Police have stashed 100 ’emergency trauma’ kits across the City of London to treat casualties in terror attacks.
Sixty officers will be trained to use the packs, which are filled with specialist medical equipment and are hidden in various spots – to be used only in major incidents.
The packs contain around 40 items including face masks, batteries, ice packs, goggles, adhesive dressings, eye pads, and more.
Their locations are plotted on a map so the police control room is able to make use of them in the event of a major incident.
The City of London Police said the initial trauma pack scheme was launched last year.
The force said there are 100 bags in various premises around the Square Mile, and staff at each company have received training in how to use them.
Police said the cost of the kit, around £469.99, and its upkeep, are the responsibility of the business which buys them.
They will be stored in a secure location and each firm will appoint a key holder who can be contacted 24 hours a day if the pack is needed, they added.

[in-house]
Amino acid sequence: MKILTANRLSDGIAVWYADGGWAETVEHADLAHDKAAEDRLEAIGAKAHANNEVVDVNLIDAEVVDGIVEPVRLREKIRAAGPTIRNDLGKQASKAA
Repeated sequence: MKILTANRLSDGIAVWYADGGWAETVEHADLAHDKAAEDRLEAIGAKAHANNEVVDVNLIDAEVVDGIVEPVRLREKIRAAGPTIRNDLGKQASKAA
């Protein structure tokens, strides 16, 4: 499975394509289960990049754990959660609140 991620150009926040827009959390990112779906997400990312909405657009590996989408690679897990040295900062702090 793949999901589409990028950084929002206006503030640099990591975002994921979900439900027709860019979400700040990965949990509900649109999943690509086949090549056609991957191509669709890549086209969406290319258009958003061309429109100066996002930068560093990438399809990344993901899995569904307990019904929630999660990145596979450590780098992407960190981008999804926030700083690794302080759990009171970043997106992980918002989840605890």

Inspector Chris Hay, from the City of London Police, said: “The purpose of this scheme is simple.
“We want to boost the ability of our front line police officer to treat casualties in the event of a major incident.
“Unfortunately the threat to the UK from international terrorism is ‘severe’, meaning an attack is highly likely.
“As we have seen over the past year in the UK, the first aid treatment which is carried out within the first few moments following an attack can be life-saving.
“By having our officers trained, it means that we can respond rapidly to these emergencies and can hopefully save lives.
“We hope to develop and continue our officer training and hope to increase the coverage of the packs throughout the City.”
Acting Sgt Ron Henry, who organised the training, said: “The first week of training has been very successful.
“We now have 12 fully trained officers who can use the emergency trauma packs.
“Over the next few months we will train more officers from our Uniformed Policing unit so that 60 in total will be trained to an enhanced first aid level and be able to use them.
“The first group for training had officers from Response Policing, Support Group, Community Policing and the Transport and Highways Operations Group.
“We are constantly working to make the City a safe place to work, live and visit and we hope that by giving our officers advanced medical skills we can do just that.”